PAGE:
On a small stretch of Route 1A, traveling north through Wenham, are three sites significant to the witchcraft trials of 1692. One is the burying ground, where three notable people are interred.
Two members of the Fisk (alternate spelling Fiske) family, both of whom served on the jury, are buried here. Captain Thomas Fisk Jr. (died 1723) was the son of the jury foreman, Captain Thomas Fisk Sr. (died 1707). Also buried here is another jury member, Deacon William Fisk.
Captain Thomas Fisk Sr. led the Salem militia during King Philip’s War. Foreman Fisk also oversaw one of the saddest moments of the witchcraft trials. Rebecca Nurse was originally found not guilty at her trial, a verdict announced by the foreman. After the outcry that followed, the magistrates and Fisk recalled something Nurse had said, in response to an accusation from Dorcas Hoar: “What? Do you bring her? She is one of us.” A witch like us, the judges wondered? Foreman Fisk, after a court recess, asked Nurse what she meant by her statement. Hard of hearing, and overwhelmed, Nurse did not reply. Fisk took this to mean the magistrates’ interpretation was correct. In truth, Nurse meant that Hoar had been a fellow prisoner, how could she now be an accuser? Tragically, Nurse had missed her chance to defend herself. A revised verdict was rendered, finding Rebecca Nurse guilty of witchcraft. She was executed on July 19.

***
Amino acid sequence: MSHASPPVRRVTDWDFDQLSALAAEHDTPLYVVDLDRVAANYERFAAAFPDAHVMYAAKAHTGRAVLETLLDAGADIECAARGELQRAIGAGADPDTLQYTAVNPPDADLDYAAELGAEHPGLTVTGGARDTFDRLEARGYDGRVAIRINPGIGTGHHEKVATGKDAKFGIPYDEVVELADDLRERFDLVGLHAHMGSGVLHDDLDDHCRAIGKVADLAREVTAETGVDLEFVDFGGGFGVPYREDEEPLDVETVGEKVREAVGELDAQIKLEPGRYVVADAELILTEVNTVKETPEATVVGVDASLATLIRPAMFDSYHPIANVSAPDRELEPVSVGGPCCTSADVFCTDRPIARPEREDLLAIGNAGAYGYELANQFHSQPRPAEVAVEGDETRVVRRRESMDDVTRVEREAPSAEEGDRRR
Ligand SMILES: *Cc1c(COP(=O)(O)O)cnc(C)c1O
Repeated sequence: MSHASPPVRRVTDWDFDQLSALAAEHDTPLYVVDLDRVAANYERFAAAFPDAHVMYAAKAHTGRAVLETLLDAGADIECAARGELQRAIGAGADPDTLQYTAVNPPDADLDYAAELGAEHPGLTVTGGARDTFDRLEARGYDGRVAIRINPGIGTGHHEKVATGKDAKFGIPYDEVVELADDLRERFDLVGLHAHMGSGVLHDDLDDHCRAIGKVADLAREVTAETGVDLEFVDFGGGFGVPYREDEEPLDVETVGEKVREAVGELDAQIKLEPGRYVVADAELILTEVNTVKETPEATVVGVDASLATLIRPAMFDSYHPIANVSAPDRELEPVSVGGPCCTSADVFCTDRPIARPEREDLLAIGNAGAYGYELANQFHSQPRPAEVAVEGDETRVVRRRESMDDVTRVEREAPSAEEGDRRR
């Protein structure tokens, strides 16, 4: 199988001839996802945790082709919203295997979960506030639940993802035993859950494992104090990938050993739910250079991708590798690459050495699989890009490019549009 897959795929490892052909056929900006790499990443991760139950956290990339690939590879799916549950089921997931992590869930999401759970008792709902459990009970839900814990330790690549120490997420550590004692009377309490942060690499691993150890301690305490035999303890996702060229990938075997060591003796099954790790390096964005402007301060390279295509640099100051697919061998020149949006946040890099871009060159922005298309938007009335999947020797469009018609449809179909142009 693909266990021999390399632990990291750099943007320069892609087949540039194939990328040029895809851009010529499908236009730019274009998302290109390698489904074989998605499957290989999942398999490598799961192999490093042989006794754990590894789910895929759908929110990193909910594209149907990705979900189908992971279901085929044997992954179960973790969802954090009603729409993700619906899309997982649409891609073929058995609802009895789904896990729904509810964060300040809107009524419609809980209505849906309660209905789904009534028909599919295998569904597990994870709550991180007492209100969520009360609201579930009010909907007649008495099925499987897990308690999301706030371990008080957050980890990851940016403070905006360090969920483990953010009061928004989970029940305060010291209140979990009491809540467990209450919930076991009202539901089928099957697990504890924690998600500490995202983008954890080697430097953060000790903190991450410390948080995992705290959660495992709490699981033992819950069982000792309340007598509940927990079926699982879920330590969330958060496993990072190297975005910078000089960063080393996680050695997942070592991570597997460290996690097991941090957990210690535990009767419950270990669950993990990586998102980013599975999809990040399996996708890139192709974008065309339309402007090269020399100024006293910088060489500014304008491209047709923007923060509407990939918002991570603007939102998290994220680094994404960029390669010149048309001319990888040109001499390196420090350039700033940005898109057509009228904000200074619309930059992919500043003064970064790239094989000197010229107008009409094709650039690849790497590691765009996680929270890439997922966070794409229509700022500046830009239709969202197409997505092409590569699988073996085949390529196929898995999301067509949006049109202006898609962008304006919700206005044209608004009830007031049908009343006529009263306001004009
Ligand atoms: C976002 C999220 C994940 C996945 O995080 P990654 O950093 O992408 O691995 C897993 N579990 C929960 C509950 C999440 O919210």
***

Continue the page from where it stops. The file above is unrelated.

Foreman Thomas Fisk Sr., juror Thomas Fisk Jr., and juror William Fisk all signed an apology for their roles in the trials in January of 1697. This apology stated, “We do heartily ask forgiveness of you all, whom we have justly offended, and do declare according to our present minds, we would none of us do such things again, on such grounds for the whole world.”
Main Street (Route 1A), 978-468-5520, ext. 6. A short distance north of Wenham Lake, on the right side of the street headed north. Across from the Sports Stop.